“1995 was the last big moment in technology,” Intel CEO Brian Krzanich claimed at the start of his CES keynote, before adding that he believes 2015 will be the next: “The last time we’ve seen a wave of change this big was exactly 20 years ago today… We’re going from a two dimensional world to a three dimensional world. This additional dimension will change how we experience computing.” Krzanich followed this assertion by throwing down one cool-as-hell innovation after another during a demo-packed hour, which The Verge described as “among the best” of the entire event.
RealSense was the first of Krzanich’s showcases. Through an on-stage cookery demonstration, he depicted how consumers can bring a recipe up onto their laptop screen simply by gesturing to the RealSense camera – its depth sensing technology means that the keyboard and mouse pad remain free of sticky chef’s fingers. Another nifty RealSense demo included an individual playing the piano without actually touching a single key.
The practical applications of RealSense are, it would seem, limitless. Intel has partnered with ADT to incorporate RealSense into home security systems, using phone and face authentication for home alarms. Once the resident has been authenticated, their front door unlocks automatically; although the door didn’t immediately cooperate during this particular demonstration!
“Robots today can improve our lives at home and at work,” says Krzanich. He welcomed a representative of Intel partner iRobot onto the stage – after a fashion. The spokesperson addressed Krzanich and the audience via a screen atop a fully mobile robot which showed off remarkable manoeuvrability and awareness of its surroundings. Intel is equipping drones with RealSense technology to grant them this same ability to see, think, and adapt to their environment, enabling them to travel without being controlled, and reducing the risk of collisions.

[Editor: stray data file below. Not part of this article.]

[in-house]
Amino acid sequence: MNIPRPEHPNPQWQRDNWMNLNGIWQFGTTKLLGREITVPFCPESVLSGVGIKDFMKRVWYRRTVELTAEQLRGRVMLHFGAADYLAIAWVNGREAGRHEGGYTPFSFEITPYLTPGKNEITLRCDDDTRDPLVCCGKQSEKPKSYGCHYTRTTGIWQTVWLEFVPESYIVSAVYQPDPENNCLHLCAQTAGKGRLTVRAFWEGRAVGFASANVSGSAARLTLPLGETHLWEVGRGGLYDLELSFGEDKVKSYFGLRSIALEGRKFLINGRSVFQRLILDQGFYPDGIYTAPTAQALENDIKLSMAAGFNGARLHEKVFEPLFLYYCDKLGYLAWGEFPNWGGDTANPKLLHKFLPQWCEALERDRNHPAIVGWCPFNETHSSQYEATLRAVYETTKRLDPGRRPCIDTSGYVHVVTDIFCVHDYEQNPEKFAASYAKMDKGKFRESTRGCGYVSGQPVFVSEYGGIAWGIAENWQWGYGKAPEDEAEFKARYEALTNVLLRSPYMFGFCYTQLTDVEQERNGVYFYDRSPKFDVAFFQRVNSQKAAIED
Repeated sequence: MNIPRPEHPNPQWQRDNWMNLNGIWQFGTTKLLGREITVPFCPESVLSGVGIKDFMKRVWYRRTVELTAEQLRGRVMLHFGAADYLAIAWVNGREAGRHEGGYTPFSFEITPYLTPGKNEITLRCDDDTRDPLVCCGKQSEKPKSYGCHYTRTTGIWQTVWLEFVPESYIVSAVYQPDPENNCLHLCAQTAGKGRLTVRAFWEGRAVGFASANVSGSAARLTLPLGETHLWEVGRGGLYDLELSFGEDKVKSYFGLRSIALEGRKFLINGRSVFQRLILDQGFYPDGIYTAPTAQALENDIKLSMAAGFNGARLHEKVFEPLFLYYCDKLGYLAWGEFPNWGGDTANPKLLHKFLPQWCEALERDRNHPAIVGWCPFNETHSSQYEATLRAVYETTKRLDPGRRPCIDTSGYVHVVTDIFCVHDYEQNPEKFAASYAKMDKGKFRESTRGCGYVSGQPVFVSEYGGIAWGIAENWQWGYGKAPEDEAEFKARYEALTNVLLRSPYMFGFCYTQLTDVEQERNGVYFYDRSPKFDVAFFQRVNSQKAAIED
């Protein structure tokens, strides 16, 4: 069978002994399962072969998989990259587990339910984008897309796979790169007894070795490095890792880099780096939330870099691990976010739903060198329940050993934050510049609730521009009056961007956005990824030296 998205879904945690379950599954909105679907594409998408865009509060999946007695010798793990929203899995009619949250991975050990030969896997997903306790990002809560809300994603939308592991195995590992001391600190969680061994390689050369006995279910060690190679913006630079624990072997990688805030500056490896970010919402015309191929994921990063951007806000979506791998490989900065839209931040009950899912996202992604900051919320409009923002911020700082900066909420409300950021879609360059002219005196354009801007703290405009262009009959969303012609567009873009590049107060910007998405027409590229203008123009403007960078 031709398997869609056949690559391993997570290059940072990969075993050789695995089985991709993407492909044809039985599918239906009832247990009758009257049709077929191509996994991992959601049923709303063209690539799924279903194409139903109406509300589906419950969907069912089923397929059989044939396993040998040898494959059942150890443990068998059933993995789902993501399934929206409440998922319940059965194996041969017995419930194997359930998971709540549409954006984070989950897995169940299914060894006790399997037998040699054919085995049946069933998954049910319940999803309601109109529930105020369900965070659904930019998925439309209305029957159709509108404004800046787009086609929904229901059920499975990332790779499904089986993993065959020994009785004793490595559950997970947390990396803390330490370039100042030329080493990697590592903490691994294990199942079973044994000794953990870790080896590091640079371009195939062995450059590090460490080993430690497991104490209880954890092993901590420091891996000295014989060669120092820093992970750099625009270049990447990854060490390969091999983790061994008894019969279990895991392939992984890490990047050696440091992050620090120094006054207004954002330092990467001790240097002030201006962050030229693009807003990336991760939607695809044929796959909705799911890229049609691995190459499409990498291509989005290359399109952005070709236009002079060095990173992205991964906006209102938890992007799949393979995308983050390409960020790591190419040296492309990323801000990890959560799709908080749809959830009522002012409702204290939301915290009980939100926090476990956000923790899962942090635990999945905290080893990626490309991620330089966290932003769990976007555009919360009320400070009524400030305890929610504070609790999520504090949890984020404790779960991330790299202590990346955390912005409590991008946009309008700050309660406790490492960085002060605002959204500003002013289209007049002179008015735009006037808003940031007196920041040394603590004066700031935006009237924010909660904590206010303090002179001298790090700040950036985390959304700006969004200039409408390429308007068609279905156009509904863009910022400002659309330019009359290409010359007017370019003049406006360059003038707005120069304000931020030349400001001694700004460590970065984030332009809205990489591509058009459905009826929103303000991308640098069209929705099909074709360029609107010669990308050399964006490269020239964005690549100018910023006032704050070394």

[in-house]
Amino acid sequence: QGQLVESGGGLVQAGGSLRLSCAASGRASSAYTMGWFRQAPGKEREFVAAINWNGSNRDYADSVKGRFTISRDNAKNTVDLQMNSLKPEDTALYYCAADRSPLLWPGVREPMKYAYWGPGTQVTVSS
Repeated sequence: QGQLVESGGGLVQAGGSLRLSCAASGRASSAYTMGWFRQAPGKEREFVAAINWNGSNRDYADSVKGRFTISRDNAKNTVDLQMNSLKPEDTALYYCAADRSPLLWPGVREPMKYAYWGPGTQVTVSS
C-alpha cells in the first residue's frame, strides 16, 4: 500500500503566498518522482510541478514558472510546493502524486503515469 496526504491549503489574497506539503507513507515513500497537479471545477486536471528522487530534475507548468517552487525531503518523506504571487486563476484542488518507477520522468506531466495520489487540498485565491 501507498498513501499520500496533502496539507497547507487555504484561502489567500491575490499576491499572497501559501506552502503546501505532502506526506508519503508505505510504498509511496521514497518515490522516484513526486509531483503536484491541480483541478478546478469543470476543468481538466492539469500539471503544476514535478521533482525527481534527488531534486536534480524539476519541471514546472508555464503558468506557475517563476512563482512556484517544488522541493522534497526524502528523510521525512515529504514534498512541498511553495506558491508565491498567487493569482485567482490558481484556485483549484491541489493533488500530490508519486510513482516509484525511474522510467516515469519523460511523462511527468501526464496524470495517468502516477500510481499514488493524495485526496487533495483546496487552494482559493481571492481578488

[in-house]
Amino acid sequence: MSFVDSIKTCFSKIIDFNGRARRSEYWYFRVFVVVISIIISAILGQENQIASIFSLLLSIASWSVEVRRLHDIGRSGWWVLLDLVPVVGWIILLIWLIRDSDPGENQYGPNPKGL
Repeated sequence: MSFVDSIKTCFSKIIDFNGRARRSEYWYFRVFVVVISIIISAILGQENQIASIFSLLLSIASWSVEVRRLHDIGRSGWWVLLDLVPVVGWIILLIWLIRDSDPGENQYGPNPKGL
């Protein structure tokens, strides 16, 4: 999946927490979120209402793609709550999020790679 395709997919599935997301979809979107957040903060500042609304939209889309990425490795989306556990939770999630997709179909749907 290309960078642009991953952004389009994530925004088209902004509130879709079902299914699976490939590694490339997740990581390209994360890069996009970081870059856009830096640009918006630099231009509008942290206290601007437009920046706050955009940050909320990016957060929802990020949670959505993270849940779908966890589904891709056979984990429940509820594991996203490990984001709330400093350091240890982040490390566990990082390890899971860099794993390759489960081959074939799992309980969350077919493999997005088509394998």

“These drones can avoid obstacles, and the fact is, the real world is filled with all kinds of obstacles,” says Krzanich. “So we decided to build one, here at CES, to see if one of our drones can navigate through it.” The obstacle course, playfully dubbed ‘Game of Drones’, consisted of a wide range of vertical and horizontal impediments. The person controlling the drone simply instructed it to travel from Point A to Point B, then the drone was left to navigate the various obstacles between those points independently, responding to its surroundings and moving in order to avoid collisions. At the end of the obstacle course, Krzanich placed a set of doors, preventing the drone from reaching its destination. Once the doors were opened, the drone sensed this, and resumed its journey.
Tapping The Full Potential Of Wearables
One of the most immediate benefits of wearable technology, Krzanich believes, is helping the visually impaired. Intel have adapted their RealSense tech into a series of wearable sensors, which alert the users through a series of vibrations as to whether they are being approached from the front, left, right, or behind.
Krzanich saved a key Intel reveal, however, for near the end of his keynote: “We knew we could make computers even smaller. And I have to tell you, we’ve done it. We’ve made them so small, they’re like the button on this jacket.” He then removed a button from his jacket, announcing that it is, in fact, the Curie, which he calls “the next generation in computing”.
The Curie appears to be an evolution of the postage stamp-sized Edison premiered by Krzanich at CES last year. It includes a Quark SOC, low-energy Bluetooth radio, motion sensors, and runs on a coin-sized battery. According to Rachel Metz at MIT Technology Review, the Curie’s miniature scale is much more than a simple novelty, as it “points to the unwelcome size of many existing smart watches and smart glasses.”
While Intel is working closely with eyewear leader Luxottica to make its smart glasses offering more stylish, the Curie offers a multitude of alternative forms. “It’s meant to be a platform and will deliver wearables in a range of new form factors,” explains Krzanich. “Rings, bags, pendants and even buttons… This changes the game of wearables.”